Retailers, even more than brands, need to drive business every day — not just when a new product hits the shelves. Ad or marketing campaigns, by definition, highlight an idea or concept for a specific purpose and for a finite time.
Realizing that disconnect between retailers and the products they sell was part of what spurred WPP Group’s media buying and planning agency Mindshare to formally create the Shop+ unit in November 2015.
“Our Shop+ unit has grown tremendously this past year, but its ultimate mission statement remains the same: we work with Mindshare clients and teams to provide a seamless media experience for the consumer all the way to purchase,” says Joe Migliozzi, Shop+ NA Lead at Mindshare. “Together, we leverage the latest technology and media partnerships to move audiences to transaction.
So for example, here’s a good chunk of what that includes:
- New Technology: Shop+ works with clients to drive strategy and execute on the latest platforms including retailer media platforms, mobile shopping apps, augmented reality, digital coupons, e-commerce, emerging payment methods, and more.
- Data: As in-store and online transactional data get linked to media placement, Shop+ develops this for both our brand and shopper media campaigns for our clients. We also turn shopper data into insights to enhance Mindshare communication planning for each client.
- Media Partnerships: Retailers are becoming big digital media platforms in their own right. The very stores/retailers that some of our clients are selling at are significantly building out their own media platforms/offerings.
As Mindshare and Shop+ prepare to head to CES next week, we checked in with Migliozzi as part of our CES preview series in partnership with Kinetic about the main topics on his and retail clients’ minds.
GeoMarketing: What will Shop+ be showcasing at CES 2017?
Joe Migliozzi: We’re hosting a luncheon with Amazon and doing a panel on emerging trends in retail and digital, such as voice activated commerce through Amazon’s Alexa and Amazon Dash buttons. We’ll be focusing on how clients can test and learn in these new emerging spaces. We believe, as Amazon does, that these tools will be more mainstream in the next couple years. So there will be a discussion with some of the experts at Amazon in those areas about the way brands can get involved now and test them out.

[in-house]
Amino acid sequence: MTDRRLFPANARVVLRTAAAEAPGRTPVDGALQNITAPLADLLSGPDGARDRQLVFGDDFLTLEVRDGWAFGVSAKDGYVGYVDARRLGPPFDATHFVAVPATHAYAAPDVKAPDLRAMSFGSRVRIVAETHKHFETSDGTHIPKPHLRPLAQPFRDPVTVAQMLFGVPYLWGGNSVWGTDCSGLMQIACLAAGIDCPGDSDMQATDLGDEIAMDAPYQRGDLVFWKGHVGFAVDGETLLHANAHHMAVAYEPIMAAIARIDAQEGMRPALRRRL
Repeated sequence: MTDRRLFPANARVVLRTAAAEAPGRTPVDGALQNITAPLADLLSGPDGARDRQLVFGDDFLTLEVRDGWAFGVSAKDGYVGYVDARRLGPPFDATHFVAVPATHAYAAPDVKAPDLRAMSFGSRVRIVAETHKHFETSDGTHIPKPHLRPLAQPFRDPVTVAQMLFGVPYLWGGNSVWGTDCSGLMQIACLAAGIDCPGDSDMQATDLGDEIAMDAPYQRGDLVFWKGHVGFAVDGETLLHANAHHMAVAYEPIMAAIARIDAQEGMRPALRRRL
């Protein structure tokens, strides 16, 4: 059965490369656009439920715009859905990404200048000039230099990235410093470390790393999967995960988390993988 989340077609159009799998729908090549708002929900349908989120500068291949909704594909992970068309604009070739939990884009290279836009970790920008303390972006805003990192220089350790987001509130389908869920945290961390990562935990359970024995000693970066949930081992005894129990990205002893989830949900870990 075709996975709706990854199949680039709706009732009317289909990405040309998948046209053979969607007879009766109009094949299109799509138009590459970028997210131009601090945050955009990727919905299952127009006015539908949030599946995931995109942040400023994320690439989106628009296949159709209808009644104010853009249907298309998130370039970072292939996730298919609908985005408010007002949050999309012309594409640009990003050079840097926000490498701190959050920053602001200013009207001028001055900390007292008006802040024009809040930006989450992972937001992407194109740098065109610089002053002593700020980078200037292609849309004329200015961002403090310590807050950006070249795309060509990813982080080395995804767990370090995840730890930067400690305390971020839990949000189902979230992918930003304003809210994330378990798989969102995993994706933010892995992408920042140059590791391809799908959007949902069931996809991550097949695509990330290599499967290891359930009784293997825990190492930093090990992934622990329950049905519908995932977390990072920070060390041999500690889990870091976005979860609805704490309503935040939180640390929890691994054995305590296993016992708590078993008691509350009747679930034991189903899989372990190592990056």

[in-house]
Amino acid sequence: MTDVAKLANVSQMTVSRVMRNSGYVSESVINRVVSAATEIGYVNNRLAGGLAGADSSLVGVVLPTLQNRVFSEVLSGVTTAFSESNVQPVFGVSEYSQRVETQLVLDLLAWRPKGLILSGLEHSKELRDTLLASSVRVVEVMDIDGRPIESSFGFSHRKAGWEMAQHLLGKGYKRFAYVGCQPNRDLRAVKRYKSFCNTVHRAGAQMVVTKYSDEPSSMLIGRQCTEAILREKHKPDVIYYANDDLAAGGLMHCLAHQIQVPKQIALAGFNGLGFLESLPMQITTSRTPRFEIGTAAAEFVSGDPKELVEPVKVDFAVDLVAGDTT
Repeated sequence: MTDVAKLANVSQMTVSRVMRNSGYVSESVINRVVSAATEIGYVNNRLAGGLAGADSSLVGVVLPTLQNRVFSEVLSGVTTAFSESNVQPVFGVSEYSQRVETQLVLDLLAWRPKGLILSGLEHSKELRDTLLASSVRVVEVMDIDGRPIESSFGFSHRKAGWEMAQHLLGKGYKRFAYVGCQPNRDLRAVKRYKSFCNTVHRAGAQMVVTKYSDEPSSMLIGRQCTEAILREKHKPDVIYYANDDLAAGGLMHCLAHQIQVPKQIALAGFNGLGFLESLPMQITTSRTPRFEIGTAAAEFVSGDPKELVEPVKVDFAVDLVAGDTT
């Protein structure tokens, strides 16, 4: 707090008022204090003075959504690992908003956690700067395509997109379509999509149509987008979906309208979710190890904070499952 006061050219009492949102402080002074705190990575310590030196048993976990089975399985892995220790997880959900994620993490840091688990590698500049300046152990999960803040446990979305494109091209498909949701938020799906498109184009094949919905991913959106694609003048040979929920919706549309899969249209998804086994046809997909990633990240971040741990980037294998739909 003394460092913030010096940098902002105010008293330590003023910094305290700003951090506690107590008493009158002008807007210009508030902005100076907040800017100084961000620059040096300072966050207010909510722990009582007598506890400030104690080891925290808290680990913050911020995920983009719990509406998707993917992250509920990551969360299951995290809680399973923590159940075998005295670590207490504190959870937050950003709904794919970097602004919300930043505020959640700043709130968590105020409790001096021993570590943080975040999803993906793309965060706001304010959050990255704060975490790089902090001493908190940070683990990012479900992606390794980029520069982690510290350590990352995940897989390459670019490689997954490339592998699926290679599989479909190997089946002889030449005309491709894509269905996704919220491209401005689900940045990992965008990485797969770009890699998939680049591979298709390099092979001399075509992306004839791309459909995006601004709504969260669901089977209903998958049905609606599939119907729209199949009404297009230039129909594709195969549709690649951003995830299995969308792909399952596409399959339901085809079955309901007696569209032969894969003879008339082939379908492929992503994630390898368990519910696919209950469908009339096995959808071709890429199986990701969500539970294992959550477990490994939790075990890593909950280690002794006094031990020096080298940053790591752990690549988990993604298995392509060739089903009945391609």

In fact, Shop+ is actually one of the three key themes for our [Mindshare’s] CES experience overall – throughout our floor tours, partner meetings, etc. We’re looking at how the wide range of CES tech can drive consumers to the point of purchase.
Shop+ emerged from Mindshare in November 2015. How has Shop+ evolved over the past year?
Shop+ had been part of Mindshare’s media offering informally, but it became more official last year. And a lot has changed. The mission has been the same, but there’s definitely been a lot of evolution in terms of what we’ve been offering.
Our mission is basically to help move our clients’ customers complete sales using emerging digital channels — we’ve always been singularly focused on driving customers to retail.
In terms of all the opportunities to make that happen, so many options have really exploded in the last year or two. As I noted, there are a lot of new offerings from Amazon. We’re looking at mobile rebate providers like ibotta and Checkout 51. We’re constantly looking at beacon technology like inMarket.
When it comes to the way Shop+ goes to market, does the unit strictly serve the retail pieces of campaigns run by Mindshare and the wider WPP family, or do you operate independently as well?
Initially there were some projects that can be seen as separate from what Mindshare does. I’ll give you an example. When we talk about couponing or mobile rebates, a lot of times, those tactics don’t touch upon the paid media campaign. So Shop+ works with clients independently on some of those projects.
As clients move from paper couponing or paper promotional offers into the digital space, the key point here is it can and should be integrated with Mindshare.
How have the conversations with clients on the role of beacons changed over the past year and looking to 2017?
Beacons have been around obviously for a little while now. The biggest challenge with beacons has to do with the lack of mass adoption.
Theoretically, beacons are great technology: I walk into a store, or I’m close to an aisle, and I will get a unique message. When we look at the results from test campaigns we’ve run for various clients, the engagement’s there. We’ll see high clickthrough. But the challenge is we’re really not seeing the volume of results that we’d like to see to make it worthwhile.
That’s challenge: getting the mass adoption across multiple retailers.